Two Avianca aircraft have been involved in separate incidents at Pasto airport in Colombia. The two incidences occurred just one day apart on the 27th and 28th of October. In a strange reflection of each other, both involved an Airbus A320-200. One had a problem taking off from the airport while the other sustained damage when landing.
On October 27th, an Avianca Airbus A320-200, registration N281AV, was preparing to land at Pasto airport, completing a Bogota flight. The aircraft performed a hard touchdown causing the pilot to increase the engine thrust and climb again before coming around for a second landing.
The initial attempt occurred on runway 02, while the successful attempt occurring in the reverse direction of runway 20. The plane landed the second time safely around 25 minutes after the first attempt. The return flight to Bogota departed on time.
The second incident
One day later, another Avianca Airbus A320-200 registered N284AV was preparing to leave Pasto airport to operate flight AV-8598 to Bogota when it received damage while taxing. According to the incident report on The Aviation Herald, the plane was rotating to prepare for take-off when it received damage to its right-hand horizontal stabilizer.
The common factor
In a bizarre twist of fate, both incidences involved and Avianca Airbus 230-300, and both incidences occurred at the same airport and, importantly, on the same runway. In fact, the runway may be the reason both aircraft experiences some problems. According to reports, the asphalt on runway 02/20 is disintegrating and breaking up.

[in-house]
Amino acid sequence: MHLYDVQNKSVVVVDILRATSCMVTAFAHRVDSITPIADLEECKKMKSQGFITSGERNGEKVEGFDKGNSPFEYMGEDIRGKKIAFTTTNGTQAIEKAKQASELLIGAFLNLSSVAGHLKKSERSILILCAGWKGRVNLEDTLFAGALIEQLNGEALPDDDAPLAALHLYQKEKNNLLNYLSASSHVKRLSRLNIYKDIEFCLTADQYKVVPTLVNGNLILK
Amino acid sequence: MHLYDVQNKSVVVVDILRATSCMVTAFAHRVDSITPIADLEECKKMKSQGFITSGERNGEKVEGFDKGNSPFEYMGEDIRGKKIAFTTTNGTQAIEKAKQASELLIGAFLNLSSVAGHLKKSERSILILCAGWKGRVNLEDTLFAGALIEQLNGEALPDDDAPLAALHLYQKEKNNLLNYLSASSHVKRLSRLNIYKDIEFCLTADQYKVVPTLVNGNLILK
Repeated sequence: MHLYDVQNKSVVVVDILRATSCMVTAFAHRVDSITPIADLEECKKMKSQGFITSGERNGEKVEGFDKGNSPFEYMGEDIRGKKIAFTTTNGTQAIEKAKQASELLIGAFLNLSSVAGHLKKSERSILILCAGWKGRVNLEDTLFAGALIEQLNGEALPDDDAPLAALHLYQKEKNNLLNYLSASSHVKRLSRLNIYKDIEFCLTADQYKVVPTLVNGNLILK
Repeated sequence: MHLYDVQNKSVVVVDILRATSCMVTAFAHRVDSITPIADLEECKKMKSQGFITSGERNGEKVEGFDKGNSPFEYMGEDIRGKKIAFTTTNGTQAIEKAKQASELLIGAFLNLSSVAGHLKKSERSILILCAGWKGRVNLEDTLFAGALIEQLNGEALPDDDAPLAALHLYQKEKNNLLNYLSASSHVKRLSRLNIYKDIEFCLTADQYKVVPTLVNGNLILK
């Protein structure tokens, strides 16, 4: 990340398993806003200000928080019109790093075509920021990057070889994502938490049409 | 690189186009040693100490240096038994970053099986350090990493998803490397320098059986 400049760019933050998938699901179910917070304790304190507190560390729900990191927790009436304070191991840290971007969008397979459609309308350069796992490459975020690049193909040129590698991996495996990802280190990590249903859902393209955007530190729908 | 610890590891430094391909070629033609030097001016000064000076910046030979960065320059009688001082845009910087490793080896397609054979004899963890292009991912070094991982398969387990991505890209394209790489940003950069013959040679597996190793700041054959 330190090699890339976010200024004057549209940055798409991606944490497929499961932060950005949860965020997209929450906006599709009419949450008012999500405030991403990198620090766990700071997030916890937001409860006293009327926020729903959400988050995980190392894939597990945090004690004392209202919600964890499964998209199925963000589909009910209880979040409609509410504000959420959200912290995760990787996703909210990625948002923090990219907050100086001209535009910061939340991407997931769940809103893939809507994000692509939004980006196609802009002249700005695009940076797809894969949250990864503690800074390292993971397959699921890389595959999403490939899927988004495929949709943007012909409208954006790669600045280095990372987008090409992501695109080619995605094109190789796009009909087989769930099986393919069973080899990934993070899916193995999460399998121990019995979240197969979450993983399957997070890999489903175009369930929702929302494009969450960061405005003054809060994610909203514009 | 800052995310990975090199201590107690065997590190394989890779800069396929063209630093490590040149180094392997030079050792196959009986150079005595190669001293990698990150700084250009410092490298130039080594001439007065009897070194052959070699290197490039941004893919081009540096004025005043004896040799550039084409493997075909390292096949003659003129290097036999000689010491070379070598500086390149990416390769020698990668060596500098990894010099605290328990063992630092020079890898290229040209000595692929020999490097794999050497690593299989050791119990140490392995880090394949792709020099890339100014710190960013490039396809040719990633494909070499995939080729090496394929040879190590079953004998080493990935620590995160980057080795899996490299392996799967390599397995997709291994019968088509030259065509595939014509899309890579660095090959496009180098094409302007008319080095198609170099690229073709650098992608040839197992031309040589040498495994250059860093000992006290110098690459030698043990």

The hard landing of the first aircraft may have loosened some of the already damaged asphalt. The damage sustained by the second aircraft came from loose asphalt, which hit the aircraft at speed. Although, as the incidences didn’t occur in the same spot, it is unlikely it was the same section of asphalt.
According to the NOTAMs (Notice to Airmen), the runway is periodically closed between 19:00 and 11:00 UTC for repairs; the work started on September 9th and is ongoing until December 8th.
However, the runway was officially open for both aircraft. Perhaps the airport should speed up the repairs.
After experiencing the hard landing, the plane managed to land safely and make the return flight to Bogota. The plane then continued to Cartagena in Colombia before damage was found. Once the damage had been found, the plane was grounded for around 38 hours before it safely returned to service.
The second aircraft, which sustained heavy damage from loose asphalt, has remained grounded for repairs. Almost two days later, the plane is still unfit to fly. No doubt, with two incidences happening within such a short space of time, the airport and Avianca will have to think about the state of the runway.
The Pasto airport runway is built on a tabletop and is often referred to as similar to landing on an aircraft carrier due to the short length. The 7,585ft (2,312m) runway means only a few planes can land there, such as turboprops, the A320, Boeing 737, and 727. Add the dangerous crosswinds caused by the surrounding terrain, and Pasto becomes one of the most difficult airports to land at. A feat made no easy when the runway is disintegrating beneath the plane.
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